I became a vet in 2000. Frankly, I can’t imagine doing anything else. I find nothing more fulfilling than offering pets the care and dignity they deserve. I spent 11 years in a local vet practice and loved it, particularly the wonderful relationships I developed with my clients.
Over time, I developed a real passion for end of life care. I feel like this is an area that hasn’t received the attention it deserves. There is a lot we can do to make our furry friends comfortable in their last moments, days, weeks and months. After all, our pets bring us unconditional love, joy, companionship and support. Wouldn’t we want to honor them with a comfortable, loving, and peaceful end to their lives?
Because of this passion for comfort/palliative care and euthanasia, I realized it was time to start my own practice. It was a big deal for me and I was nervous; it was never a goal of mine to run my own business, not to mention one that’s mobile. When I started, there were not many who did in-home hospice and euthanasia, and even fewer who combined it with acupuncture for palliative care – all my areas of expertise. I was also concerned that I wouldn’t have a deep level of connection with new clients, since the timeline of the relationship is typically much shorter.
Still, I had to give it a go. So in 2013, I founded Compassion 4 Paws.
What an incredible experience it’s been.
I’ve found so many benefits to having an in-home practice. When I assess a pet in their home environment, I’m able to offer important suggestions on making them comfortable that wouldn’t be noted in a traditional clinical setting: for example, raising food bowls to make it easier for dogs to eat, or switching litter boxes out to make them more accessible to older, arthritic cats. And when I provide acupuncture treatments, it’s done in the pet’s own environment where they’re most comfortable.
When it comes to euthanasia, it is peaceful for everyone involved. From the pet’s perspective, they are in their home with the people they love, and they drift off to sleep. From the family’s perspective, they too are in their own environment and are reassured by the fact that their dearly loved pet is comfortable.
It’s such a contrast to the euthanasia I saw when I was in general practice – animals would come in absolutely terrified about being at the vet clinic. I always thought that was so sad since these were their last moments on earth. And it’s so important for owners to have a positive experience in that sad situation; it’s something they will remember for the rest of their lives.
I love what I do and could never return to a general vet practice.
What surprised me with my business was the depth of the connection I have with my clients after all. Even though the timeline of the relationship is shorter than in a clinic setting, the end-of-life journey is such an intimate time between the owner and their pet, and I am honored and privileged to be a part of it.
As my practice continued to grow, I reached a point where I had to turn away families because I just didn’t have the time to accommodate more appointments. I knew I needed assistance but also realized the importance of finding a veterinarian and support staff who would be able to connect with clients during emotional times and offer the high standards of care typical of Compassion 4 Paws. In the fall of 2015, Dr. Allison Edwards joined the practice and her compassion and kindness has exceeded anything I could have imagined.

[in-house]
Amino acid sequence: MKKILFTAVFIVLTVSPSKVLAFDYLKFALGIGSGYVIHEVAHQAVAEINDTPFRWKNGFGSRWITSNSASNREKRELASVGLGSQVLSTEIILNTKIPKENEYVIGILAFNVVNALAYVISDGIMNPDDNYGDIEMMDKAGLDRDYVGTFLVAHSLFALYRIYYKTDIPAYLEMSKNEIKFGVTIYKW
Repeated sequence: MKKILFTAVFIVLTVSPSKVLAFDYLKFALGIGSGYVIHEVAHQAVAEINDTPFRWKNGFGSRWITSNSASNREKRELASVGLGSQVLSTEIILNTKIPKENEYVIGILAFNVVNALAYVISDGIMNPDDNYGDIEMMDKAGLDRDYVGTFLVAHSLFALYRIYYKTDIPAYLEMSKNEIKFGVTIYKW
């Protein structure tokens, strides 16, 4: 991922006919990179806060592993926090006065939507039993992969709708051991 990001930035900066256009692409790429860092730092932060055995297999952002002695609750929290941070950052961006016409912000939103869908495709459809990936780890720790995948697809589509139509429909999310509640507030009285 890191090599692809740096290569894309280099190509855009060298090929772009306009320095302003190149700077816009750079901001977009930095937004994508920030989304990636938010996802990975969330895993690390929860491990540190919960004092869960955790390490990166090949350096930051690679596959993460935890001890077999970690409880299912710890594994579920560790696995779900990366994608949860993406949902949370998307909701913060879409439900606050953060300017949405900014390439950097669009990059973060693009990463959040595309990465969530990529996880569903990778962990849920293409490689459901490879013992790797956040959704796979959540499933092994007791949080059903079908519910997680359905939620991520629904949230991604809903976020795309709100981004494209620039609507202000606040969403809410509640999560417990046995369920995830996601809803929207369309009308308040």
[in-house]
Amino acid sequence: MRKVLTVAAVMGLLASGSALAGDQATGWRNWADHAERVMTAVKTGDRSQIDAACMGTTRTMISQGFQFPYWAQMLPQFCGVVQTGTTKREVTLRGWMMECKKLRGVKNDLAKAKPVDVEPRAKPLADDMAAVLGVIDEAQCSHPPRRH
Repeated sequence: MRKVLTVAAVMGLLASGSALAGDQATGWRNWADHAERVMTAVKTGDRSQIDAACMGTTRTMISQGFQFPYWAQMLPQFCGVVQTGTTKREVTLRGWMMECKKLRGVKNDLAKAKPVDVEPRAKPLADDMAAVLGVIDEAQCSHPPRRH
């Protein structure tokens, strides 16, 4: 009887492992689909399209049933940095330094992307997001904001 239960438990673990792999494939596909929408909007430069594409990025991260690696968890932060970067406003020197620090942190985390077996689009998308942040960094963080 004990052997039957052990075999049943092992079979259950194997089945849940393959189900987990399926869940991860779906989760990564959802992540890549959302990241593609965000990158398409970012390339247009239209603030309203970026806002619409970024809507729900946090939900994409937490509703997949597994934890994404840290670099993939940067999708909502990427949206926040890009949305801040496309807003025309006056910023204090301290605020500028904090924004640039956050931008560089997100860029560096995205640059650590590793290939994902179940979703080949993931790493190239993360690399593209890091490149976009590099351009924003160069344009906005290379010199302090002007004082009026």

Our next goal became finding a care coordinator to answer phones, emails and schedule appointments. It was extremely important to find someone with a veterinary background. Many people who call to discuss euthanasia become very emotional while on the phone so we needed that right person who would make the pet owner feel comfortable and understood. That right person was Shawnee Neubauer. I met Shawnee in November 2015 when I was called to euthanize her sweet Border Collie, Bud. Shawnee had recently moved here from Arizona and brought with her 13 years of working in the veterinary field.
In the summer of 2016, we welcomed our second care coordinator Tasha Denison followed shortly thereafter by Dr. Lindsay Baker. Both Dr. Lindsay and Tasha worked previously with Dr. Allison who suggested they would be a good fit for the Compassion 4 Paws team. She was so right! Their compassion and dedication to our clients and patients has been outstanding. As the acupuncture part of our practice continued to expand, I was hoping to find a veterinarian who was able to offer this service. Dr. Lindsay willingly offered to begin her studies and completed the acupuncture program at Colorado State University.
I am so appreciative and thankful for the entire Compassion 4 Paws team – I can sincerely say I have not encountered a group who is more caring, compassionate, and supportive. And most important is the fact that we all consider it to be an honor and a privilege to be a part of the end-of-life journey of a beloved pet.